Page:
I should begin by pointing out that I am not a perfumer. Actually I should begin by pointing out that there is such a thing as bacteria art, also called agar art, as seen above. Let me start again – I am not a perfumer; I am a writer interested in the language of smells. Obviously, perfume is a big part of that. But when I learn that bacteria are used to make perfumes it comes as a surprise to me, and I feel like I missed something. (And when I had been an art teacher for over ten years and I realize there’s such a thing as bacteria art, I also feel like I missed something, except for the fact that I only discovered radiation art a month ago.)
Apparently, fragrance experts are also a bit surprised. Engineering microorganisms to make specific odorous chemicals are a new addition to the typical methods of expression, steam distillation, and solvent extraction.
It all started with a project done by a scientist named Reshma Shetty and a team at MIT. I'm almost as excited about the name as I am the project - it was called Eau De Coli, after the dignified Escherichia coli. And it can be translated as "water of the colon."
E. coli isn't just for making you sick, or for making Chipotle go Chapter 11, it's also for scientists trying to research bacteria. E. coli is the model organism for scientific study, probably because of the compendium of literature already amassed due to its dangerous nature, and maybe just because it's easy to work with.
Regardless, dissertation-defending Shetty and her group engineered this archetypal organism to be a smell-generating machine. Usually E. coli smells like crap, literally, so they first had to find a mutant strain that had no genetic propensity for producing that smell. (This smell comes from the molecule Indole, by the way, and is related to Skatole, which doesn't sound like "skat" by accident.)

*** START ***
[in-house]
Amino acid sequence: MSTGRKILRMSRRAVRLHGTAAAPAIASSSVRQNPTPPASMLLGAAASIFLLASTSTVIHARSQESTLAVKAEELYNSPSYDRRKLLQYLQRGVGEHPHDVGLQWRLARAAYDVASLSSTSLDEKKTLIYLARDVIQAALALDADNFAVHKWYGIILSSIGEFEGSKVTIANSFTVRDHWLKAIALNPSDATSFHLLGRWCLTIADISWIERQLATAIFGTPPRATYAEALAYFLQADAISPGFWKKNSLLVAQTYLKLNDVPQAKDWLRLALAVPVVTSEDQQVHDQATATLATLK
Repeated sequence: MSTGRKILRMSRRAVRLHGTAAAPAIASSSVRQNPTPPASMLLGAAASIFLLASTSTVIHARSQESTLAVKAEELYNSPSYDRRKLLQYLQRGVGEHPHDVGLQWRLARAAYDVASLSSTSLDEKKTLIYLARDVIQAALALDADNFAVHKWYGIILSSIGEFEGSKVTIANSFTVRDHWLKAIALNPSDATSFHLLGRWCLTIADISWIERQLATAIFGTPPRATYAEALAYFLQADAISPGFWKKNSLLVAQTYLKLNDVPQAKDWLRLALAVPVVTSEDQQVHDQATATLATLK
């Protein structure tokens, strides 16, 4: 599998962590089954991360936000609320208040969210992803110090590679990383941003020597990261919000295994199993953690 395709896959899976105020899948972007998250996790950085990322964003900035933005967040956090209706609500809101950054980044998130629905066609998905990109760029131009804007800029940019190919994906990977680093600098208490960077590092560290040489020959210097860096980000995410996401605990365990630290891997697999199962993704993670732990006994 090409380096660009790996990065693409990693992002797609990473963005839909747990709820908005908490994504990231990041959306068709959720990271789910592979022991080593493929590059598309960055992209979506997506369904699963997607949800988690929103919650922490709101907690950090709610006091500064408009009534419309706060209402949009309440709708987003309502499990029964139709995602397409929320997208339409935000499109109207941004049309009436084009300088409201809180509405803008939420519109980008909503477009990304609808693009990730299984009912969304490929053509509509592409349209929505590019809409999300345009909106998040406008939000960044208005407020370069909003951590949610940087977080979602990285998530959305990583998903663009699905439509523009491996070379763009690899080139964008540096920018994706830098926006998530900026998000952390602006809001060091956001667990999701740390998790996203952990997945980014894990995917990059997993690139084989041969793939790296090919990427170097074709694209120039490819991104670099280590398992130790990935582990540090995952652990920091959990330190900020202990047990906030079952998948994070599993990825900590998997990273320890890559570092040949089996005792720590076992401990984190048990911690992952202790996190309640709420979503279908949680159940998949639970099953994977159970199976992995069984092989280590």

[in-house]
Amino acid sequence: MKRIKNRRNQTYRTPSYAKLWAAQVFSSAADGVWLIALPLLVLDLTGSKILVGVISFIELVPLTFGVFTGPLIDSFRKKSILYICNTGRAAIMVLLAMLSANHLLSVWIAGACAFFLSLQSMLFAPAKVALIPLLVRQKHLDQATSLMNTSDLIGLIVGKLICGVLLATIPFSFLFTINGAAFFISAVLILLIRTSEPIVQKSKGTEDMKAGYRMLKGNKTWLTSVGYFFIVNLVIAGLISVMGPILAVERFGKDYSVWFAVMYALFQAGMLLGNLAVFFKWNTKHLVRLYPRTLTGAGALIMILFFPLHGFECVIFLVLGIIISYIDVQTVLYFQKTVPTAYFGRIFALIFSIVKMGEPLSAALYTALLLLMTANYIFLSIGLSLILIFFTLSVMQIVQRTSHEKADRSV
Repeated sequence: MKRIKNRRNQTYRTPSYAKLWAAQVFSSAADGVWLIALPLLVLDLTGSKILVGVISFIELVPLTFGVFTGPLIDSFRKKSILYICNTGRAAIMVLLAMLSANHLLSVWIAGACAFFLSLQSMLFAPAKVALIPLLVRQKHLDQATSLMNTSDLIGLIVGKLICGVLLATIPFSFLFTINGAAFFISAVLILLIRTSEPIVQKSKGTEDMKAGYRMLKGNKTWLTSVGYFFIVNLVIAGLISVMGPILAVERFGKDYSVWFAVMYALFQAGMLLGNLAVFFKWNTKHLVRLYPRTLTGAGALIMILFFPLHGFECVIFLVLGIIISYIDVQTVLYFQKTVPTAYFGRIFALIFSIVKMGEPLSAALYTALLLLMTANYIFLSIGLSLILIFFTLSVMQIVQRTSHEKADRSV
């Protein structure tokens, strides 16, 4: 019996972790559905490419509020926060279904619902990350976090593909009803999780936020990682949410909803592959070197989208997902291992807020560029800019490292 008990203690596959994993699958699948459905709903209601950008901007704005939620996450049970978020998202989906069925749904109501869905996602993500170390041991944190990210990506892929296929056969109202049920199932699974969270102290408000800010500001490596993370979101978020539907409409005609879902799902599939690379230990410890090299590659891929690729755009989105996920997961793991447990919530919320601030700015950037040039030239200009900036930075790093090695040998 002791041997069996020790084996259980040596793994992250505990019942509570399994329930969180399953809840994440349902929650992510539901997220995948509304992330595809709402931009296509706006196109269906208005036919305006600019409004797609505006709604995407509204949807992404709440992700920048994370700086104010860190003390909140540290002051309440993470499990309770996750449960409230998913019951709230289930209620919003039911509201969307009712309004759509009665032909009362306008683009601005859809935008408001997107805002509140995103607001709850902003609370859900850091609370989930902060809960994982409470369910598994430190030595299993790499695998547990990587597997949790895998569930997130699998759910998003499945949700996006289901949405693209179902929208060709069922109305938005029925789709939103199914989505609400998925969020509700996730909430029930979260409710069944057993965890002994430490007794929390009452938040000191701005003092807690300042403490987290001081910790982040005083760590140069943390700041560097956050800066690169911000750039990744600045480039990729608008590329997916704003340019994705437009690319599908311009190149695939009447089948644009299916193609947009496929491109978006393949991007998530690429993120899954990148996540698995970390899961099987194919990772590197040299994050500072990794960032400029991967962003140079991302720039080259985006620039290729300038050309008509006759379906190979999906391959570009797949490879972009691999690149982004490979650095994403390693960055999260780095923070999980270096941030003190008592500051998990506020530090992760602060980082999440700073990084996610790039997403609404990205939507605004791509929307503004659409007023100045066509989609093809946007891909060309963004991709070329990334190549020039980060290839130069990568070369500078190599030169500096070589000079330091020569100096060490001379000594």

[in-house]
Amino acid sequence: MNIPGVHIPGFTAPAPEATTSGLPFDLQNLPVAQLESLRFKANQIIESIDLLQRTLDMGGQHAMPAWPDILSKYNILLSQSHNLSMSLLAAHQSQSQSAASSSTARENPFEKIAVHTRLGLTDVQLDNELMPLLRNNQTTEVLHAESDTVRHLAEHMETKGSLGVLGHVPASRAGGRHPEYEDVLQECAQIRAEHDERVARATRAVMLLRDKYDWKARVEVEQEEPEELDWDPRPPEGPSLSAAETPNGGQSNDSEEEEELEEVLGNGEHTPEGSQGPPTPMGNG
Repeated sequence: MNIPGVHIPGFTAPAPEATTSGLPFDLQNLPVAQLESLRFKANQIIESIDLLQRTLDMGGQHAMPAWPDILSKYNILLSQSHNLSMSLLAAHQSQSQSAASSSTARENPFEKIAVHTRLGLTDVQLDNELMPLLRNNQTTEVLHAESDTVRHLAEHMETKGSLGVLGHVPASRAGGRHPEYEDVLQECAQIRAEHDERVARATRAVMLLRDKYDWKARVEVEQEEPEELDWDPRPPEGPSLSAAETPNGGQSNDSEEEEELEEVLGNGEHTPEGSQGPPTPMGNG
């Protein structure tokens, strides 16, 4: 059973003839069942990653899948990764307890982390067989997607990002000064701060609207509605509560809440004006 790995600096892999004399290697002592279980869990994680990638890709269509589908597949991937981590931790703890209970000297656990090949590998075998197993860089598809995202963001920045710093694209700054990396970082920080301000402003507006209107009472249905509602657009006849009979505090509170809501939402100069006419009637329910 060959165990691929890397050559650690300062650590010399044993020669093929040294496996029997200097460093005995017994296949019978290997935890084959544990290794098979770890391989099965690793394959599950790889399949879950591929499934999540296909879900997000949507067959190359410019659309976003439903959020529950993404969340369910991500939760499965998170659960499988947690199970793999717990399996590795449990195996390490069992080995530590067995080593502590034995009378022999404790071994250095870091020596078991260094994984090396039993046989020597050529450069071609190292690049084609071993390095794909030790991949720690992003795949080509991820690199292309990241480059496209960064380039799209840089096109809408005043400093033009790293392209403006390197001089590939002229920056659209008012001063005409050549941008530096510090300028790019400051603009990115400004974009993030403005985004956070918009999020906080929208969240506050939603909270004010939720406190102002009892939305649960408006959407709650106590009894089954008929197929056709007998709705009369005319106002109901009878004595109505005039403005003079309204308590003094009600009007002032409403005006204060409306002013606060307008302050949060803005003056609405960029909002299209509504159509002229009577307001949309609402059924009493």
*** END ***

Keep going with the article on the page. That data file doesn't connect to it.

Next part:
The next part was right out of a science fiction novel. They found enzymes that would produce the smells of wintergreen (methyl salicylate) and banana (isoamyl acetate), and they programmed the bacteria to produce those chemicals. So now, instead of smelling like crap, they smell like mint and bananas!
This is called odor engineering - a kind of genetic engineering that is used to make odor chemicals from bacteria. The researcher here, Dr. Shetty, suggests using this technique to probe bacteria at an industrial scale. Imagine you engineer the bacteria in your business to produce different smells at different stages in its metabolism. You could then tell what the bacteria are doing just by sniffing them.
Then there's others who are simply coaxing bacteria to produce otherwise difficult fragrance chemicals. Folks at the Joint BioEnergy Institute at Lawrence Berkeley Labs were originally trying to get bacteria to make biofuels. But after they accidentally discovered a way to make methyl ketones, the fragrance industry perked up.
Combining genetic-metabolic engineering and fragrance production may be a breakthrough for the industry. Now if only we could find a way to engineer ourselves not to secrete isovaleric acid from the soles of our feet!
Dr. Shetty's genetic odor engineering Eau de Coli project:
Shetty, R. P. Applying Engineering Principles to the Design and Construction of Transcriptional Devices. Department of Biological Engineering, MIT (2008).
Lawrence Berkeley Labs bioengineering efforts:
From Petri Dish to Perfume, Berkeley Science Review
While I research odor engineering, I find some things that fall well outside the realm of fragrance.
Odor Science & Engineering, Inc. will research environments that stink and develop products that don't. Instead of using bacteria, they rely on good ol' nose megaphones (see below, a screenshot from their site.)
Here's some of the odor-absent products they have helped to develop:
High performance athletic wear
Post Post Script
Just when you let your guard down, the internet provides you with Bacteria Art, aka Agar Art. Yup.
|Check out this entire gallery of bacteria art.|
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